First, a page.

Fortune-telling at Wong Tai Sin Temple

Another weekend, another trip to a religious site. Hooray!

Last weekend we took another short jaunt on the MTR to Wong Tai Sin temple (黃大仙祠), a very popular shrine just east of us [Wikipedia entry, official site]. We had originally planned to combine a visit here with our trip to Nan Lin Garden and Chi Lin Nunnery, but I’m glad we didn’t. There’s enough at each of these places to merit a trip of its own.

Main gate

So it’s pretty impressive just approaching, yeah.

This is a very popular site, not so much with tourists as with people coming to make offerings, burn joss sticks, and have their fortunes told (more on this later). So shortly upon entering, you encounter long rows of stalls selling various devotional items and offerings. To wit:

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You then pass by some awesome, and slightly creepy, statues depicting the various signs of the Chinese zodiac. As I was born in the year of the rabbit, behold. I like this guy because he looks a bit satisfied with himself, despite having a human hand. Perhaps it’s his bitchin’ robe.

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Oh, hello there. You caught me in the middle of reading The New Yorker. Those things pile up so quickly!

The main attraction of the temple complex is this large courtyard. (As always, click for the larger version.)

Even on an overcast day, a riot of color. And really, that's the only good kind of riot.

Even on an overcast day, a riot of color. And really, that’s the only good kind of riot.

Would you like a couple of detail shots? I have them.

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What’s going on here is that folks are engaged in a little divination. For a small amount of money, you get a canister of sticks, each with a number or symbol on it. While focusing on a question you shake the container until one falls out. You then take this stick to one of the licensed and bonded fortune-tellers on site, who will then explain to you how this particular sticks relates to your question. Here are some folks movin’ and shakin’.

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Note that the girl on the left is reaching for the stick that just fell out of her canister.

And another, showing the canisters of sticks in more detail.

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Other people purchase joss sticks to burn in front of the main temple.

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How would you like a faux-artsy macro shot? I have one of those, too.

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We’ve been to a good number of temples by now, and the smell of the incense is part awesome, part intoxicating, and very, very clingy. Like all smoke, it sticks to your clothes and hair. Probably even more in this case because of all the resin found in the higher-quality ones. So after walking through clouds of smoke like this for a few hours, it’s no wonder we smelled like temple for the rest of the day.

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Walking around the temple complex is really fun, because all sorts of different kinds of people are there. A few tourists like ourselves; a whole lot of families, some with picnics and most with kids running around; some very reserved-looking folks clearly there for a little meditative time but having trouble with that amidst all the sound; and not a few (teenage?) couples who treated the whole thing like dinner-and-a-movie. There were dressed in ways one doesn’t normally associate with places of worship. So basically a great big spectacle in all good ways.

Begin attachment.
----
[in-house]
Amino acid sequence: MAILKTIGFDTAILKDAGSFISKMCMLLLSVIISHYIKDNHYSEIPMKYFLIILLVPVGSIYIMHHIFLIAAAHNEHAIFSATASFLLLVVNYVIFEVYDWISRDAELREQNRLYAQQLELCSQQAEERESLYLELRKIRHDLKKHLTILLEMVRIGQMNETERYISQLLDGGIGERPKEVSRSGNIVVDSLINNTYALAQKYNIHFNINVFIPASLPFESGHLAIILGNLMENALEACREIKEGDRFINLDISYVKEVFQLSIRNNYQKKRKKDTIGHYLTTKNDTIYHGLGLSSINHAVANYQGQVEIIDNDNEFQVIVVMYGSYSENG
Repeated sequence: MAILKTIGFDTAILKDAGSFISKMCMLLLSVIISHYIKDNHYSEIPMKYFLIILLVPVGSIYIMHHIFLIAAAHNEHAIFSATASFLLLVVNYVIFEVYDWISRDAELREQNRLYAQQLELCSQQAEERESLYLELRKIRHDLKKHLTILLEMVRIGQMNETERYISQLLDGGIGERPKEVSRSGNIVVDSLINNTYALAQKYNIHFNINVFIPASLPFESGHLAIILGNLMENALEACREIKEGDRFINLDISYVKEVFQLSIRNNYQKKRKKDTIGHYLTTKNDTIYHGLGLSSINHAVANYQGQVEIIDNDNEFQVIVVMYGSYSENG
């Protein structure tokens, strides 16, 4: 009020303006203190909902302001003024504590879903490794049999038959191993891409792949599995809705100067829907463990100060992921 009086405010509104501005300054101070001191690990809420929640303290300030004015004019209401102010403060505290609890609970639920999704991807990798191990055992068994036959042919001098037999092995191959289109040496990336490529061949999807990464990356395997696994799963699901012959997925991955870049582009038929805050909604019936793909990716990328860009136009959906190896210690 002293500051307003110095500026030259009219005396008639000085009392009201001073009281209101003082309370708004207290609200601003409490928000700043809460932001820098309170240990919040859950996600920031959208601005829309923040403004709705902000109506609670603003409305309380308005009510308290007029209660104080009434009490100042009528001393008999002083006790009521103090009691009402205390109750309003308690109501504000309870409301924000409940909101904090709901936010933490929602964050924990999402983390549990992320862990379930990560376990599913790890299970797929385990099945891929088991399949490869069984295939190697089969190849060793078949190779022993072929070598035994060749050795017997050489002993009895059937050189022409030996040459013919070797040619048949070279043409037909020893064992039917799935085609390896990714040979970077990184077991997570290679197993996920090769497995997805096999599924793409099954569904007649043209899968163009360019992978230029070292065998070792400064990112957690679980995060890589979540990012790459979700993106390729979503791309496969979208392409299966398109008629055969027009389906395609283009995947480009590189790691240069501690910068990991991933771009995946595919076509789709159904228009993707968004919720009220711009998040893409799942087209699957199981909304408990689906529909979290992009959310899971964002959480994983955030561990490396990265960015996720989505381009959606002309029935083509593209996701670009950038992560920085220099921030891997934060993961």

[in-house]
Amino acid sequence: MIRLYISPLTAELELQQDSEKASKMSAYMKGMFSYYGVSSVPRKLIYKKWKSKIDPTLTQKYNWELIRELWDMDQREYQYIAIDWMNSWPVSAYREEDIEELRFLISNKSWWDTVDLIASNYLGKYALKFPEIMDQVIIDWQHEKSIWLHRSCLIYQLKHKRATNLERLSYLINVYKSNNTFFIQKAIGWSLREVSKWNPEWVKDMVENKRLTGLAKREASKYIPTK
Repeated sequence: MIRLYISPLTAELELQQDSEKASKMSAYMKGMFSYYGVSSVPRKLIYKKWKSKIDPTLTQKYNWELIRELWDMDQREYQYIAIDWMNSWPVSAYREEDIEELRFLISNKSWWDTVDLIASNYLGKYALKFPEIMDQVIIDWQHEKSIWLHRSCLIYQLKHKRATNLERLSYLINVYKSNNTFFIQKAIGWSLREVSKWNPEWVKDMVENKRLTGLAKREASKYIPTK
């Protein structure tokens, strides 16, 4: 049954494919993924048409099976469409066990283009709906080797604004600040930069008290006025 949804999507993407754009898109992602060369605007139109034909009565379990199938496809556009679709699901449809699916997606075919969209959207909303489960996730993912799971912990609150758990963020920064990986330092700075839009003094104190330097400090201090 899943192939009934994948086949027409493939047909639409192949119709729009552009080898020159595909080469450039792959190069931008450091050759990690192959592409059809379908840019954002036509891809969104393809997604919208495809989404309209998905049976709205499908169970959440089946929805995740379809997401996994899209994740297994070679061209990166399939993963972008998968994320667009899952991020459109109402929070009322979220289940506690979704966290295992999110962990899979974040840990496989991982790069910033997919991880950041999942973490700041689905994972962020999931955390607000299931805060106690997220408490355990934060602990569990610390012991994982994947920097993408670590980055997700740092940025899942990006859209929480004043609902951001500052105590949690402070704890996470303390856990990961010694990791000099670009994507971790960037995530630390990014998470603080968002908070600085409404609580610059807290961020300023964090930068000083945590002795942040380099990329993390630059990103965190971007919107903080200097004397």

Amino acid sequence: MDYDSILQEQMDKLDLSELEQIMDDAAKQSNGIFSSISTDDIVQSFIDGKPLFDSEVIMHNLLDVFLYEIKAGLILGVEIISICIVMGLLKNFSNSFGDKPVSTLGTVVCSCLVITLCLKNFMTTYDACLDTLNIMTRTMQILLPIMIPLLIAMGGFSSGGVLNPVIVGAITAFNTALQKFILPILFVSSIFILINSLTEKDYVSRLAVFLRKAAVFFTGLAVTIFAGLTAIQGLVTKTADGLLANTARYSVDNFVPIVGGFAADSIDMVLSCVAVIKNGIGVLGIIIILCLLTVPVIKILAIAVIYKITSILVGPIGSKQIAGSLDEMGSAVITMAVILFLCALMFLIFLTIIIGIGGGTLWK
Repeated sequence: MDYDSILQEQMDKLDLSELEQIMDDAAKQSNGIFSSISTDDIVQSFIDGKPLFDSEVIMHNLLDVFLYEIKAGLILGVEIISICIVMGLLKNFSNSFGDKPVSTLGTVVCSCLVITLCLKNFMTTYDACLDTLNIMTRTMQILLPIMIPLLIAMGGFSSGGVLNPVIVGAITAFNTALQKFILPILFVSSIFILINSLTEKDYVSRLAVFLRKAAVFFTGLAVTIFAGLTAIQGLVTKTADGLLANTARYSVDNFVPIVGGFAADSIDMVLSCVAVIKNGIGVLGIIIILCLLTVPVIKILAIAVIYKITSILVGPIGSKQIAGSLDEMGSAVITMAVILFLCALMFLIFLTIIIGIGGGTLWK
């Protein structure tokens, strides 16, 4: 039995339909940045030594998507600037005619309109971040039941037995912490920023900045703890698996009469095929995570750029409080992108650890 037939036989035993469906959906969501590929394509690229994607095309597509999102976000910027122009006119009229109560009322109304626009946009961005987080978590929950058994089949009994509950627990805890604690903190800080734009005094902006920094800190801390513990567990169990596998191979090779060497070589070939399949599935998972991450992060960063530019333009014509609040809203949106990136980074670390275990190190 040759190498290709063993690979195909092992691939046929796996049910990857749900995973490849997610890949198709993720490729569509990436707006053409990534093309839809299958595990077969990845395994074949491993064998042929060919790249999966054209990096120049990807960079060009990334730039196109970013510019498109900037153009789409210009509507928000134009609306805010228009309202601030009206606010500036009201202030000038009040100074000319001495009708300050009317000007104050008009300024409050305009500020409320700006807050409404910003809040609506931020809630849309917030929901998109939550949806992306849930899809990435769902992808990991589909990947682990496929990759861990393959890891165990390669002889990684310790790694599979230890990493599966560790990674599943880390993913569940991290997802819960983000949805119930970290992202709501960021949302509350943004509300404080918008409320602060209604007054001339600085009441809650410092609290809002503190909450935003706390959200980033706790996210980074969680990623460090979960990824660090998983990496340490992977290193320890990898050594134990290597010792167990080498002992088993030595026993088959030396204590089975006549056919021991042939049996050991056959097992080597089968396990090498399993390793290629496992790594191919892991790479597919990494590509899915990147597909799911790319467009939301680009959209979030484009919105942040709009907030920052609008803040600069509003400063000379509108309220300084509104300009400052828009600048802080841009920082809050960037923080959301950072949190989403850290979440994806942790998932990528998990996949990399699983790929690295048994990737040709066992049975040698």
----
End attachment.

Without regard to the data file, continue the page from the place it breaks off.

This temple is, like most things in Hong Kong, situated in the middle of dense urban living. It’s hard not to be struck by the juxtaposition of the drab, ubiquitous linearity of government-subsidized housing estates with the vibrant, colorful curves of the temple.

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Here’s a part of the complex devoted to the memory of deceased Taoist priests.

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When you wander around behind the main temple, you discover this lovely garden and waterway, along with some spectacularly un-crowded views.

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Lanterns and pillars

Eventually, we found ourselves in the Fortune-Telling and Oblation Arcade. How did we know?

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This arcade didn’t have a single Pac-Man or Space Invaders. I asked.

I had expected something a bit more ad hoc and unorganized, but no. This was serious business. The fortune-tellers rent out stalls in the arcade. Here’s the hallway, which was oddly quiet when we were there.

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And here’s a single stall, which I captured as an example of Local Color.

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Cate had her fortune read (without doing the stick-shaking thing) via her birthdate and some palm reading. In the course of the reading, we learned that the fortune teller had only two children her entire life despite never using contraception (she offered this freely, I should note, certainly not in response to anything we asked), because the area between her nose and lips is rather flat. So there’s that.

Coming soon: a video!

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1 Comment

Filed under temples

One response to “Fortune-telling at Wong Tai Sin Temple

  1. Pingback: A short film | Unforbidding City

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